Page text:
A 9V motor will "look after itself" when operated from 9V in normal operation. If stalled it may draw excessive current. A slow blow fuse in the motor circuit will minimise the risk of damage under overload conditions.
If you have a "proper" plug/socket on the battery connection it would be common to have no protection in the battery pack. shorting 6 x D cells in series can cause a fire so a slow-blow fuse in the pack itself would not be a bad idea but in a one only situation it's up to your personal risk aversion and carelessness factors whether you use one. If this was for a high volume consumer application then a fuse would probably be required to avoid potential liability issues.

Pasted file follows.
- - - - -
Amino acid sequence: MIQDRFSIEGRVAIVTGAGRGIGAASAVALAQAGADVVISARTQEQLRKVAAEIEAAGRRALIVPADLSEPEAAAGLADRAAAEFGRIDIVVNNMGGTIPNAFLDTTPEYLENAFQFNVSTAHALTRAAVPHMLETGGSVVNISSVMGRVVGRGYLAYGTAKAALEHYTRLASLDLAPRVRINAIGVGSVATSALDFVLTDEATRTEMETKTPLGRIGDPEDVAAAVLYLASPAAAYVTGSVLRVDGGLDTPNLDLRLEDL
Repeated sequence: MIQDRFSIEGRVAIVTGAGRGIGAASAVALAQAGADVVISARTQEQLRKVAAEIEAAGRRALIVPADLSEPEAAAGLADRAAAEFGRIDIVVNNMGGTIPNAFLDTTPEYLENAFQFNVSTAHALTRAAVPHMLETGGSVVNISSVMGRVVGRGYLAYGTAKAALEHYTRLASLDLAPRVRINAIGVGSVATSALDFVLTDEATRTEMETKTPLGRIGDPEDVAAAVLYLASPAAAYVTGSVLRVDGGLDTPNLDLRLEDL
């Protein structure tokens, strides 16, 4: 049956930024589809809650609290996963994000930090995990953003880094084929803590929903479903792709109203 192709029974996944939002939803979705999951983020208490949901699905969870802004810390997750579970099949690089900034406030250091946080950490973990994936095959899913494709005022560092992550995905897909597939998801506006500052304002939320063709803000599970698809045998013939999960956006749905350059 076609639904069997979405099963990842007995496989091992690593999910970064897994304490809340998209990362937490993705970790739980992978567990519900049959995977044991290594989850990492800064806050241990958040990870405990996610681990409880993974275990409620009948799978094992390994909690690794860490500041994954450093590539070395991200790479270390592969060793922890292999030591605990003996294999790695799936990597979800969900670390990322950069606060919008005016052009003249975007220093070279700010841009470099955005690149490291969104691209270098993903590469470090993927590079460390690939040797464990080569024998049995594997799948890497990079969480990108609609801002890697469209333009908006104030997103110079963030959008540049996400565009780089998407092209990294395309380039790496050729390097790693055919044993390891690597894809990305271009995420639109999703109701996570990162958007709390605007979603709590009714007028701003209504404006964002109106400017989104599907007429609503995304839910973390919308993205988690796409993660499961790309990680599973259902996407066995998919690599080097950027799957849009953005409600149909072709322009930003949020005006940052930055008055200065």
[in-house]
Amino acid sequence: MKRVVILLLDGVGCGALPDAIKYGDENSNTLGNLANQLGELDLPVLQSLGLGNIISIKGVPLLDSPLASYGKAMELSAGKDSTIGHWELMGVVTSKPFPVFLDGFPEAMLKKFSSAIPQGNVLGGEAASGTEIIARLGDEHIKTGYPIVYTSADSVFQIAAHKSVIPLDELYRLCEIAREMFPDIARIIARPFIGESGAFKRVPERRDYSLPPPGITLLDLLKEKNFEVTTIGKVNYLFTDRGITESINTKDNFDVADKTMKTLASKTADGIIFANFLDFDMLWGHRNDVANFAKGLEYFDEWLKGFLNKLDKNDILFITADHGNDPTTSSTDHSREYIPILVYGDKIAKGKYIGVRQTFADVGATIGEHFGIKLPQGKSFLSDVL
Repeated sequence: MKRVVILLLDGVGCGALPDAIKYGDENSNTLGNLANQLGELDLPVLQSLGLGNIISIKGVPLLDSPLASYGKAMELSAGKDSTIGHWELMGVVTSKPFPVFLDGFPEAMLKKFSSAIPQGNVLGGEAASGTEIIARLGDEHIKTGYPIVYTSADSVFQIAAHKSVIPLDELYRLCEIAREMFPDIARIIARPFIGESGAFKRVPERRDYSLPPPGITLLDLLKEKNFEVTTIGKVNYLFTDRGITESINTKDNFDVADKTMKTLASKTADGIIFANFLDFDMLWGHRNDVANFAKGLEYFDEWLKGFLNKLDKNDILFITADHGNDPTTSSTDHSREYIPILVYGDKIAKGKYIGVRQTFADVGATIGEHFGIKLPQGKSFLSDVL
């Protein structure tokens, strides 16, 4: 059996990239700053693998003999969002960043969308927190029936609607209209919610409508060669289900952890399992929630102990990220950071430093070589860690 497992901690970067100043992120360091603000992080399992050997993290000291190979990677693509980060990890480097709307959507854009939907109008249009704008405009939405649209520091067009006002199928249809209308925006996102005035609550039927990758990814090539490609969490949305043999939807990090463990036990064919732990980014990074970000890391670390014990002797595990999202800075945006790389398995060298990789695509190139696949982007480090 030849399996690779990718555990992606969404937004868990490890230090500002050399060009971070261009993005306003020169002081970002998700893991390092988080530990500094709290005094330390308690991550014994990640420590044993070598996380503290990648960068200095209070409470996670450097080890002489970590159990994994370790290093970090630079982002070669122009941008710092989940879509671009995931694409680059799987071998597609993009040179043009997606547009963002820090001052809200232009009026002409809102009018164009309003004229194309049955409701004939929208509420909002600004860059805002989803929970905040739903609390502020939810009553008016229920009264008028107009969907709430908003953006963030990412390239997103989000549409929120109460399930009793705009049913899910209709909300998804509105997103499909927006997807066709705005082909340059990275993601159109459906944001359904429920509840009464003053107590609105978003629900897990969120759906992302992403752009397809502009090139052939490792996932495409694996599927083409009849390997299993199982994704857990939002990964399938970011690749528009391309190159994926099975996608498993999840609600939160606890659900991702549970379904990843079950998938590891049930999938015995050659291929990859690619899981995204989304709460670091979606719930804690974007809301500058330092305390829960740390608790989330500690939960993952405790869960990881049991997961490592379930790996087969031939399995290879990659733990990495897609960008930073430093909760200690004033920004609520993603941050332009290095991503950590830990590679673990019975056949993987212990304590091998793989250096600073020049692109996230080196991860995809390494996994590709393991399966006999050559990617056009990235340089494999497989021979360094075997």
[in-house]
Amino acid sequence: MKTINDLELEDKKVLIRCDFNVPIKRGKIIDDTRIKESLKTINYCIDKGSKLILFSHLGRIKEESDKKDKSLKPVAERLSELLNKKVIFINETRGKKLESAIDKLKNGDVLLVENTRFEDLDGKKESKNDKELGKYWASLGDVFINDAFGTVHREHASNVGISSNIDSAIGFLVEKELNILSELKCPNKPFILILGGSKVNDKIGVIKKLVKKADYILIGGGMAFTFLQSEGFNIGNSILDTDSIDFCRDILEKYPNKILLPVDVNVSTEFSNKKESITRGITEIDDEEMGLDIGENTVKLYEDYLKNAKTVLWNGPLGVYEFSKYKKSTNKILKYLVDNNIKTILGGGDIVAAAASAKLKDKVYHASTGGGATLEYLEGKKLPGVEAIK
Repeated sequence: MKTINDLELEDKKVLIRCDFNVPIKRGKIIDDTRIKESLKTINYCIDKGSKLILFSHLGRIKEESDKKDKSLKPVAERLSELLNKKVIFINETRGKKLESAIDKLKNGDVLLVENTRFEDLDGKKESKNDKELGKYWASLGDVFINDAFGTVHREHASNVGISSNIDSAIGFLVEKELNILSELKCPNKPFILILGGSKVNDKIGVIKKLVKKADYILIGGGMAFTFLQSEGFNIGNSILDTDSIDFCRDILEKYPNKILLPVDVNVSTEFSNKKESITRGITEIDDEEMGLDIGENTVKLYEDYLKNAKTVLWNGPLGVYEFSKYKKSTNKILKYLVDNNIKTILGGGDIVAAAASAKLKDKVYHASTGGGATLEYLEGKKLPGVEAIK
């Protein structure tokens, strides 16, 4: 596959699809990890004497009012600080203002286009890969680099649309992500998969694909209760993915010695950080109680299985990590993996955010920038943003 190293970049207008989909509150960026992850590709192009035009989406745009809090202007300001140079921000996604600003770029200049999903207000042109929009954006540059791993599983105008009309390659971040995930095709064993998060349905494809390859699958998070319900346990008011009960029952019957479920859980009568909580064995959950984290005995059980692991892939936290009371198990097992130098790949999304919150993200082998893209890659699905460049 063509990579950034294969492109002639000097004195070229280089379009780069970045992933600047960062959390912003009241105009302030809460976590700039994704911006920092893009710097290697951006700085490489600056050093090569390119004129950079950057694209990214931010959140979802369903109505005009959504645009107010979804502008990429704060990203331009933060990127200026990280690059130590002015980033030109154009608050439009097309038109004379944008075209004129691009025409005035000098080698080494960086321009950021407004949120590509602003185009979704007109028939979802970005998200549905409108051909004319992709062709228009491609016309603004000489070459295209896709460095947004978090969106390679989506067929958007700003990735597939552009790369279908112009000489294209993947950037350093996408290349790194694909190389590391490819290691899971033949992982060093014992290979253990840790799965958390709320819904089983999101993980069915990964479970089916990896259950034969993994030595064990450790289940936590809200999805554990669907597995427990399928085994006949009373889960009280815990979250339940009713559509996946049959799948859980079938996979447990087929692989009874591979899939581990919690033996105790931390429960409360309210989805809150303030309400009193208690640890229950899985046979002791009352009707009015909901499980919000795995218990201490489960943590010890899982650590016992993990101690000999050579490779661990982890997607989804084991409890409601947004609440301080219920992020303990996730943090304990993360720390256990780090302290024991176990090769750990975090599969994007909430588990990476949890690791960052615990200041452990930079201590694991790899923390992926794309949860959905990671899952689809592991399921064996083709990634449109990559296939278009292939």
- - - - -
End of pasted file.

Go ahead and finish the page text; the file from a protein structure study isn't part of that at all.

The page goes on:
You have a potential technical problem with your proposed solution. 6 x D cells will produce about 9 volt when new (Alkaline, Zinc, "Heavy dury", ...) or about 8 Volt for NimH or NiCd. BUT as they discharge the voltage will drop, rapidly at firs and then more slowly, to about 1 Volt per cell when nearly fully discharged. A non rechargeable cell will spend a lot of its life in the 1.1 to 1.3 Volt range or say 6.6V to 8V output. Your motor may work PK at these lower voltage or may work badly or not at all depending on the application. You need to try the motor at lowest battery voltage (about 6 Volts or even less loaded) and see if it works acceptably.